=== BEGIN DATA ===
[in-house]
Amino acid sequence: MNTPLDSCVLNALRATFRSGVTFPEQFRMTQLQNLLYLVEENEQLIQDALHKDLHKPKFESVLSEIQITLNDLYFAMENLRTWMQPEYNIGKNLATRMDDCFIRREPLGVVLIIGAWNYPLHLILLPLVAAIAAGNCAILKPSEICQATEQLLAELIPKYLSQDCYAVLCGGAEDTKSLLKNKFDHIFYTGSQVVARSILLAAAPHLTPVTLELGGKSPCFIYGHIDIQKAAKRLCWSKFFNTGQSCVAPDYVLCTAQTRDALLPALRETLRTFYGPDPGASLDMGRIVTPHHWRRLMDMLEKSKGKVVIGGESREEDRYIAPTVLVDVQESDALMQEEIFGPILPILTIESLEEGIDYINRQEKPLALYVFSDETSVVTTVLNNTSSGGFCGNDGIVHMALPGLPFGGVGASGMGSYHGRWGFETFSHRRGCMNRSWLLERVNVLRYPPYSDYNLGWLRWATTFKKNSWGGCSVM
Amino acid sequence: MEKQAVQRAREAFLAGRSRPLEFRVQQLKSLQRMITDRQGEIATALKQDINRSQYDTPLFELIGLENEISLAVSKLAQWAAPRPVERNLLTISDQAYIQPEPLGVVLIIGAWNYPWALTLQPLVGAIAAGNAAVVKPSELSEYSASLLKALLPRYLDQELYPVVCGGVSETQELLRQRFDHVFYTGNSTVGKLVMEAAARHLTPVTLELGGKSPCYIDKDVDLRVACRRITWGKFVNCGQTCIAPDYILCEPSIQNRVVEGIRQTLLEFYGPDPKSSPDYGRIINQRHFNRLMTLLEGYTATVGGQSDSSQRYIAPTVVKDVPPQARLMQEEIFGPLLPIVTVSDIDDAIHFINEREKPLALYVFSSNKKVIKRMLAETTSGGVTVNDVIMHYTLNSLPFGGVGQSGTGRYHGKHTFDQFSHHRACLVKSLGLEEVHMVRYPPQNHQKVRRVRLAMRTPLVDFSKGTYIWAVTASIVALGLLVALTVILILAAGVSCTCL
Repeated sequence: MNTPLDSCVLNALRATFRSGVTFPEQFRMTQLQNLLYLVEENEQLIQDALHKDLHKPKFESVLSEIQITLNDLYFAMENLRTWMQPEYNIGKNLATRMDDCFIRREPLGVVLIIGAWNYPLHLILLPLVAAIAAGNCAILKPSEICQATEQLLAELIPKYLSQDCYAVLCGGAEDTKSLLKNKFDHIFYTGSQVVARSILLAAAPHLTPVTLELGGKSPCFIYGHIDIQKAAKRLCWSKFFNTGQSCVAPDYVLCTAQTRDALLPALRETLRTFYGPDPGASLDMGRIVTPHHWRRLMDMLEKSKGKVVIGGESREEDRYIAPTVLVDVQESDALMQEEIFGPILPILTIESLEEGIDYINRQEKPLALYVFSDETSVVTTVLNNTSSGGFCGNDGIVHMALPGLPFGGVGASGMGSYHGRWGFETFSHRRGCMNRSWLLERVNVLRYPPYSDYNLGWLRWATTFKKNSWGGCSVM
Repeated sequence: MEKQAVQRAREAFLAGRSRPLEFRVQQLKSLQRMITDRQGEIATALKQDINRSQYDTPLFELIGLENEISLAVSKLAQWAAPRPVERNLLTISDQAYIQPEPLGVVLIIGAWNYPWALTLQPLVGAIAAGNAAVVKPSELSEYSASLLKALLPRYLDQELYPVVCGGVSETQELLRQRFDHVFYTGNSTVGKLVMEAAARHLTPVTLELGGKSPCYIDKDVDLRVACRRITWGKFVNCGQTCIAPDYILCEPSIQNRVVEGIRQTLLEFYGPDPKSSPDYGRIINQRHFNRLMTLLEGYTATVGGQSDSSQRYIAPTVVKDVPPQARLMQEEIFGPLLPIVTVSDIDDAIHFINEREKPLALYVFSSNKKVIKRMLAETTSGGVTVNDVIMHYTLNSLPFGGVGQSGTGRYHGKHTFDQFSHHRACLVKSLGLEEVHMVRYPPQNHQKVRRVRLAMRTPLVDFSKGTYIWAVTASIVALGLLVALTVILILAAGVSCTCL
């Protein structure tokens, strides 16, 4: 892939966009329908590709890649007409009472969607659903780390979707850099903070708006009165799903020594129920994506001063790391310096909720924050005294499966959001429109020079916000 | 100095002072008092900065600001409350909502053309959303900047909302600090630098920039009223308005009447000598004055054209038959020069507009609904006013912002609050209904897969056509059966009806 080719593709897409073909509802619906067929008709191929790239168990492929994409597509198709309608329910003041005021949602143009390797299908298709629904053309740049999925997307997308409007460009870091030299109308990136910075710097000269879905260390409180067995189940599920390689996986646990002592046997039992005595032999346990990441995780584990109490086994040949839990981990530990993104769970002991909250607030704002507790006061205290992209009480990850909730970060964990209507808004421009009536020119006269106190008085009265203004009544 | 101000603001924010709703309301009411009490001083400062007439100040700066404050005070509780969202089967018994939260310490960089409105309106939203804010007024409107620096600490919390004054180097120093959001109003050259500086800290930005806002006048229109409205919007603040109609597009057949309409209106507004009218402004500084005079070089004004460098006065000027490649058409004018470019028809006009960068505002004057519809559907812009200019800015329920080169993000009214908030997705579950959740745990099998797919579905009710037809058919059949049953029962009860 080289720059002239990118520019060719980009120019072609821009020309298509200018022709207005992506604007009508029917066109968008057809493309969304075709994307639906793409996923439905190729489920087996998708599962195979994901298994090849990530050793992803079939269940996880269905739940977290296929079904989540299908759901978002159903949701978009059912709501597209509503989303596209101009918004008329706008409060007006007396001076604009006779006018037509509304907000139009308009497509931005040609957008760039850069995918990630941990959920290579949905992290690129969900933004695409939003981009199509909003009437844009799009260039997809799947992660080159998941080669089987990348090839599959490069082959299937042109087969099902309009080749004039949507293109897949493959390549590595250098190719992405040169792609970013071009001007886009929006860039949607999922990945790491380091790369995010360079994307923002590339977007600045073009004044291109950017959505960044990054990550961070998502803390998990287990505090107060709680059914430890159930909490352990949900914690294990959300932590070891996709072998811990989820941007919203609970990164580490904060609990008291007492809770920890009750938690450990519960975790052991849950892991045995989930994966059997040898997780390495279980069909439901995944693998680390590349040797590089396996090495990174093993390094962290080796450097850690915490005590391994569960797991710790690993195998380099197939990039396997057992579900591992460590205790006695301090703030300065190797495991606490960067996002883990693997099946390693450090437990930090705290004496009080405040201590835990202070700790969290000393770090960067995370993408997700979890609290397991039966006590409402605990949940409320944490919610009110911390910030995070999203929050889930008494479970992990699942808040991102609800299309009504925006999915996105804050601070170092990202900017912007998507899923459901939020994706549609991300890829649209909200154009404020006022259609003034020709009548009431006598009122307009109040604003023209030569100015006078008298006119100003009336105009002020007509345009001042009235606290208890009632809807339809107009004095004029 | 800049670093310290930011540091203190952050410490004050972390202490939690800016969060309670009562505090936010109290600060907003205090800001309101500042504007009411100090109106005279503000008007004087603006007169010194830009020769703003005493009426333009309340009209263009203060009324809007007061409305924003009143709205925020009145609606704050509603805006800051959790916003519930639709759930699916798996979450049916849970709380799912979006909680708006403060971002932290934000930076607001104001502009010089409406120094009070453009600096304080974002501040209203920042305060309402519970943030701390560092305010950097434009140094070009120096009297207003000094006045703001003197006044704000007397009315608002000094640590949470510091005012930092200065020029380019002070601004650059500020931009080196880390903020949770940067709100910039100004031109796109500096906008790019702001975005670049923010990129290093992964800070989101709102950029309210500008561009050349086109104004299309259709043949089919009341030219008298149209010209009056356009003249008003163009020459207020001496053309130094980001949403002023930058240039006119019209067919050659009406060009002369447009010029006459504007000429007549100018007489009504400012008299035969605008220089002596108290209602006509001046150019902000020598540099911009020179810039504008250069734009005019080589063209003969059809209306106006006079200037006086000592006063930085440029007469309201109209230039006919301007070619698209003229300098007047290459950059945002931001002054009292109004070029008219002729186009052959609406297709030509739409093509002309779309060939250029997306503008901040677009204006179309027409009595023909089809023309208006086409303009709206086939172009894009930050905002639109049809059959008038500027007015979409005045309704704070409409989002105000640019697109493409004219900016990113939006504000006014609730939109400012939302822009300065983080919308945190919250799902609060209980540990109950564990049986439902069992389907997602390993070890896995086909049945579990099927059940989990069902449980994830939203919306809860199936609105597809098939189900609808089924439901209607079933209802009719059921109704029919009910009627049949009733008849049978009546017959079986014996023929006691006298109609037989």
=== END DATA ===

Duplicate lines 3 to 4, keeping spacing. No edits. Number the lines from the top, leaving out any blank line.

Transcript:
Amino acid sequence: MEKQAVQRAREAFLAGRSRPLEFRVQQLKSLQRMITDRQGEIATALKQDINRSQYDTPLFELIGLENEISLAVSKLAQWAAPRPVERNLLTISDQAYIQPEPLGVVLIIGAWNYPWALTLQPLVGAIAAGNAAVVKPSELSEYSASLLKALLPRYLDQELYPVVCGGVSETQELLRQRFDHVFYTGNSTVGKLVMEAAARHLTPVTLELGGKSPCYIDKDVDLRVACRRITWGKFVNCGQTCIAPDYILCEPSIQNRVVEGIRQTLLEFYGPDPKSSPDYGRIINQRHFNRLMTLLEGYTATVGGQSDSSQRYIAPTVVKDVPPQARLMQEEIFGPLLPIVTVSDIDDAIHFINEREKPLALYVFSSNKKVIKRMLAETTSGGVTVNDVIMHYTLNSLPFGGVGQSGTGRYHGKHTFDQFSHHRACLVKSLGLEEVHMVRYPPQNHQKVRRVRLAMRTPLVDFSKGTYIWAVTASIVALGLLVALTVILILAAGVSCTCL
Repeated sequence: MNTPLDSCVLNALRATFRSGVTFPEQFRMTQLQNLLYLVEENEQLIQDALHKDLHKPKFESVLSEIQITLNDLYFAMENLRTWMQPEYNIGKNLATRMDDCFIRREPLGVVLIIGAWNYPLHLILLPLVAAIAAGNCAILKPSEICQATEQLLAELIPKYLSQDCYAVLCGGAEDTKSLLKNKFDHIFYTGSQVVARSILLAAAPHLTPVTLELGGKSPCFIYGHIDIQKAAKRLCWSKFFNTGQSCVAPDYVLCTAQTRDALLPALRETLRTFYGPDPGASLDMGRIVTPHHWRRLMDMLEKSKGKVVIGGESREEDRYIAPTVLVDVQESDALMQEEIFGPILPILTIESLEEGIDYINRQEKPLALYVFSDETSVVTTVLNNTSSGGFCGNDGIVHMALPGLPFGGVGASGMGSYHGRWGFETFSHRRGCMNRSWLLERVNVLRYPPYSDYNLGWLRWATTFKKNSWGGCSVM